Thousands of recruiters descended on Nashville this week to attend Talent Connect, LinkedIn’s annual conference. It’s a chance for LinkedIn’s most loyal users to come together and network, learn new ideas, and get an update on the company and its future.
The biggest star of these events, aside from product launches, typically comes down to the CEO giving a state-of-the-company message and painting a vision of the future. LinkedIn’s event was no different, with CEO Jeff Weiner presenting Wednesday morning. Wearing jeans and a button-up, collared shirt, both staples of the Silicon Valley executive, Weiner presented to a packed room of around 4,000 attendees.
“We’re going to talk today about LinkedIn’s role in a changing workforce,” said Weiner. “And when it comes to the changing workforce, there are three themes I believe are worth calling out. AI and automation, on everyone’s mind these days, the skills gap, and the rise of independent work.”
In regards to artificial intelligence, Weiner outlined the growing trend that threatens the livelihood of so many professions. He gave one example of Shake Shake, who is replacing cashiers with kiosks, and another showing that white-collar professionals were at risk too.
On the skills gap, Weiner described how there are currently a record 6 million job openings available in the U.S., but how there are 7 million people still unemployed, with 14 million people underemployed. Weiner believes there are “many skills gaps,” defined by a supply-and-demand imbalance with regard to specific skills in a specific area at a specific time. Weiner gave the example of Detroit, a city that faces a unique skills gap based on changes in the automobile industry.
Moving to the rise of independent opportunities and workers, Weiner noted that there are now 60 million people in the United States currently working as “giggers,” and that there are as many as 90 million people who are interested in such independent work.
What’s driving this trend?
Weiner said millennials, as a group, have a heightened desire to obtain a “side hustle” and make a living outside of traditional norms, adding that millennials will make up 75 percent of the global workforce by 2025. He said online marketplaces, such as Uber and Instacart, are helping to drive the gig economy, as well. Lastly, Weiner believes companies find independent workers to be more cost effective, only using them when needed and saving themselves from costs such as healthcare.
Weiner said these are irreversible trends, and companies must evolve in order to recruit and retain this changing workforce. He said LinkedIn believes that can be achieved, in part, by better metrics and insight into the hiring process and landscape.
After discussing these trends, Weiner transitioned his presentation to highlighting LinkedIn’s mission statement and how it has remained autonomous and dedicated to that mission and company culture in light of being acquired by Microsoft for over $26 billion almost a year ago.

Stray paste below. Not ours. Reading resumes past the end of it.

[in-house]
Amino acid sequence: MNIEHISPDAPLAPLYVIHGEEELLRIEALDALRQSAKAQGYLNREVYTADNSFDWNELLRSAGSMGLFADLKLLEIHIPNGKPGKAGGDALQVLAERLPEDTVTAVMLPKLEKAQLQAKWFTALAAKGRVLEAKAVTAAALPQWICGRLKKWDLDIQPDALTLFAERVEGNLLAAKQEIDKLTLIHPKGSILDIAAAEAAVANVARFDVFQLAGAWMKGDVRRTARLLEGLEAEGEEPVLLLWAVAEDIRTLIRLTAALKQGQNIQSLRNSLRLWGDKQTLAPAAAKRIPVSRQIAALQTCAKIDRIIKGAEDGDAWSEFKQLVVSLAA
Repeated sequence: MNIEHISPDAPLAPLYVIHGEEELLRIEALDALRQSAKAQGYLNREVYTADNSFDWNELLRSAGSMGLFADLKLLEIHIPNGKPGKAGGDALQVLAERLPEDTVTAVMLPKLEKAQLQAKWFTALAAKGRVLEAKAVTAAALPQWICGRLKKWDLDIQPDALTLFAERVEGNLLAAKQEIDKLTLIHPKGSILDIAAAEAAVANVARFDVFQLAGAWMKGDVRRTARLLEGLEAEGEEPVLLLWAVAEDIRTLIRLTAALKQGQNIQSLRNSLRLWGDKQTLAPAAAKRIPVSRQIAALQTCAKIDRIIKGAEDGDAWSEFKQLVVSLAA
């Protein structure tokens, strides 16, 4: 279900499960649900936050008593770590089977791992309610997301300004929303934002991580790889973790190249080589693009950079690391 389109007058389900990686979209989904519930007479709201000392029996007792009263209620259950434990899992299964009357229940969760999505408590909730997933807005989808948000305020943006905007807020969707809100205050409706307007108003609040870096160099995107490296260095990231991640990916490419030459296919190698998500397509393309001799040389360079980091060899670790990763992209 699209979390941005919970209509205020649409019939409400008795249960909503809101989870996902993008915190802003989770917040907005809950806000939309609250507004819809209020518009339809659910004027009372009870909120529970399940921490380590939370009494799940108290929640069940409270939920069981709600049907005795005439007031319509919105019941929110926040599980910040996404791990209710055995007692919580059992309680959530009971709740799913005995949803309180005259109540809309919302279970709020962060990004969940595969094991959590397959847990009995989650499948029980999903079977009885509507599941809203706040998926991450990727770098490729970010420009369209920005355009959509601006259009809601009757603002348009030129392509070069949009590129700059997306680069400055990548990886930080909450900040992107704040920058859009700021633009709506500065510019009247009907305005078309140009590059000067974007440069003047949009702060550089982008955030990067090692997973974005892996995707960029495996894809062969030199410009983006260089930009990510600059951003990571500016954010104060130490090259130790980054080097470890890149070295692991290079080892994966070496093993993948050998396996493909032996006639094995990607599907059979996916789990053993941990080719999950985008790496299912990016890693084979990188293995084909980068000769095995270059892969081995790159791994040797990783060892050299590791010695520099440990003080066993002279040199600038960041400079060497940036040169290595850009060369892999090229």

Weiner did say, however, that LinkedIn is in a unique position to leverage Microsoft’s billion individual customers, as well as its talent base and experience in developing technology to advance their own agenda. Together, Weiner believes LinkedIn is in a prime position to connect the world’s workforce of 3 billion.
How will this be done?
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Weiner believes it will be achieved by LinkedIn with what he calls the “economic graph, which will “digitally map the global economy across six pillars.” These include their members (530 million), companies (18 million), jobs (11 million), skills (50,000), schools (29,000), and updates viewed (190 billion). Boldly, Weiner believes every worker, company, job, and school will one day be active and available on LinkedIn.
The economic graph was a vision born five years ago, and Weiner says that company is making headway into achieving the goal over 100 percent penetration by constant development that encourages users to engage on a deeper level. Jobs is one example, and the company now features postings more clearly on its mobile app.
A new mentorship option has driven growth too. Another example of growth is the LinkedIn feed that highlights custom, relevant content for active users, such as storylines. Video is the latest driver of growth, enabling people to upload content into LinkedIn, and Weiner showcased examples of how users are using video on the platform.
Engagement is also being ramped up with messaging, and Weiner said its messenger refresh, such as knowing when a contact is online by adding a green light, similarly to what you’d see on Facebook’s or Google’s chat product, is driving greater engagement. Weiner joked that LinkedIn’s email product was long overdue for an update.
In closing, Weiner set the stage for LinkedIn’s product people to talk about the company’s latest product suite, called Talent Intelligence. Basically, it’s a line they believe brings the insights of human beings together with the efficiencies of advanced technology to take hiring to the next level.
“Imagine a world where once you identify your hiring needs, you can start to pinpoint the talent pool available to enable you to fulfill those needs,” he said. “Imagine a world where once you identity the right prospect, you’re able to understand how they’re interested in working for your organization.
“Imagine a world where you can measure the effectiveness of your workforce strategy by evaluating talent inflows and outflows relative to your competition. You won’t need to imagine any longer, because the next era of talent is here. The era of Talent Intelligence.”
Weiner left the stage as a video showcasing Talent Intelligence played, ending with the line, “The combination of your instincts and our insights help you reimagine the future of your company and your role in it. This is Talent Intelligence.”